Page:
Five True Statements is exactly what it sounds like, a discussion about the most recent episode of ‘Better Call Saul’ centered around five undisputable statements of fact. Mostly undisputable, at least. I would never lie to you on purpose. Especially not about ‘Better Call Saul.’
1. Nothing good ever happens in the desert
This is, of course, extremely true and a close cousin of the even more true “nothing good ever happens in the woods.” And it was proven yet again by everything that happened to Nacho this week. Poor Nacho. All he wanted to do was use poison to get out from under the thumb of his crazy uncle and now he’s in a worse position because he’s under the thumb of an equally violent organization that also has leverage on him. Stay out of the desert, to whatever degree you can. You might not end up getting shot twice and operated on by a veterinarian in the back of a speeding SUV but, like, still. Not worth risking it if you can avoid it.
Also, somewhat related to The Ballad of Nacho and the Staged Desert Ambush, does any show do cold opens better than Better Call Saul/Breaking Bad? If one does, I can’t think of it. Part of it is just that those shows do everything better than most other shows, so why wouldn’t they do cold opens well, too, you know? But just the way that whole thing was built, starting with the spike strips then slowly revealing the bigger picture, it was riveting to watch. And it was another example of these shows doing wordless stretches at such a high level you don’t even miss the dialogue. Better Call Saul is a good show. This is what I’m getting at. This and the thing about staying out of the desert.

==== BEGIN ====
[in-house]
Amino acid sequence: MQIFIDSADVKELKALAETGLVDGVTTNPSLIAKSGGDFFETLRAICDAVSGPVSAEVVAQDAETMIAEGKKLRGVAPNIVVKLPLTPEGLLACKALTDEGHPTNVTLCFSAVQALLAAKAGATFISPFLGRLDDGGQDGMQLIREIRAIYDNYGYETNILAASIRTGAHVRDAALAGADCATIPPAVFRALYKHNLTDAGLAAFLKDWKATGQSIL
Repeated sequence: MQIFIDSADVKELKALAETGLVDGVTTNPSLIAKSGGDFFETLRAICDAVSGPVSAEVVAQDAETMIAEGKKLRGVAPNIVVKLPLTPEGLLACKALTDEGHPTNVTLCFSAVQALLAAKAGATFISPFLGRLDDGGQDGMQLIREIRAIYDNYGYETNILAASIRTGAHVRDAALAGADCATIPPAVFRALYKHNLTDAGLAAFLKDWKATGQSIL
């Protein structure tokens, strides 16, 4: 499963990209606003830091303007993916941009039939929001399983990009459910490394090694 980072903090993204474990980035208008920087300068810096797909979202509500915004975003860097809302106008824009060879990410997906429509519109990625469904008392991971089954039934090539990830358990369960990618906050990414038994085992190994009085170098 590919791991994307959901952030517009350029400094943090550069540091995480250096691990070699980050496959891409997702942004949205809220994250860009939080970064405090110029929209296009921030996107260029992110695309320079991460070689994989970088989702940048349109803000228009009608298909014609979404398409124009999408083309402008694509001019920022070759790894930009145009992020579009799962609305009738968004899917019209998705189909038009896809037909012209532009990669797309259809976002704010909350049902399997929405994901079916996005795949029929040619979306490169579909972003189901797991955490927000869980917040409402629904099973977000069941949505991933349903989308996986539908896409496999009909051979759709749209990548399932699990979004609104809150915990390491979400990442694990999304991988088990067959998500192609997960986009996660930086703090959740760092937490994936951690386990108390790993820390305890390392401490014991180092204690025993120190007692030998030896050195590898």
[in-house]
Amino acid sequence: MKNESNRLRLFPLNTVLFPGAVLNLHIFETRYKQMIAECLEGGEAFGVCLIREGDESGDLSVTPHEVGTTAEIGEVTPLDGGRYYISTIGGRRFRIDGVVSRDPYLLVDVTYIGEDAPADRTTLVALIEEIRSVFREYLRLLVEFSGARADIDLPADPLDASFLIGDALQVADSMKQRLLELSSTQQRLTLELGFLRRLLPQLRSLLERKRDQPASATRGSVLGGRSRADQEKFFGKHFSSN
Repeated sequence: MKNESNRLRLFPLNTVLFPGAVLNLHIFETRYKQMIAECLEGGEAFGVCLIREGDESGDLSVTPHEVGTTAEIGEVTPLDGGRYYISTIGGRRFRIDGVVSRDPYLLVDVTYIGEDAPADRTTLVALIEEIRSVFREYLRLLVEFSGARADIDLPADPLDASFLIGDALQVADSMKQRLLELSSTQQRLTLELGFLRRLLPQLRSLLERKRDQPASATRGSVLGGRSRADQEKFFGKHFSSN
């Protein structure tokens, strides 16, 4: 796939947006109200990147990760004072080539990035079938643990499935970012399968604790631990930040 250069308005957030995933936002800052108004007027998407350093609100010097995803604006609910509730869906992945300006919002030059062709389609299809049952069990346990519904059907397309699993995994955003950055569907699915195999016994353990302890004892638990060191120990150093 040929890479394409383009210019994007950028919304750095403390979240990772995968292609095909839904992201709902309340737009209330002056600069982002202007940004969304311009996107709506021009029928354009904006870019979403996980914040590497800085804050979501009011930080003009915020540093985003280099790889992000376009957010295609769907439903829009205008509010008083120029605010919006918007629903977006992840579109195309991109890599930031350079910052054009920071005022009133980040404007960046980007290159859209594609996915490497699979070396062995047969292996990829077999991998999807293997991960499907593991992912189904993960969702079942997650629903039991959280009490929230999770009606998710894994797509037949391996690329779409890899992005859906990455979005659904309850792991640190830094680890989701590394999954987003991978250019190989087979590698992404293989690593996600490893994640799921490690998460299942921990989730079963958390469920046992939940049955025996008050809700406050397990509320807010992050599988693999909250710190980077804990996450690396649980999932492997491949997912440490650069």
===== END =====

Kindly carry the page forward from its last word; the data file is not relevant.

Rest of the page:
2. Gus Fring plays the long game
We already knew Gus Fring was a cold and calculated snake because we all saw Breaking Bad. It’s still fun — fun night not be the right term, unless maybe it is? — to see him use these qualities to build his empire in Better Call Saul. He’s playing chess out here. He saw Nacho do something shady with his uncle’s pills and he used that to start a fake war that will allow him to find his own distribution on his side of the border. The man’s mind is always cranking two or three speeds ahead of anyone else’s. You get the feeling that if he never crossed paths with Walter White he might be running the whole country’s methamphetamine pipeline from inside the New Mexico governor’s mansion by now.
And on the subject of playing the long g..HEY IT’S GALE.
One assumes we will not see too much of Gale for a while, both because the timeline isn’t quite there yet and because David Constabile has a day job as unrepentant delightful hedonistic Wags on Billions (please do stop here and picture Wags trying to buy into the New Mexico meth business on behalf of Axe Capital), but I do love that Gus gave him the old “Oh no, no I couldn’t possibly ask you to do that” slow sell, because Gus Fring is always closing, maybe just not in that moment.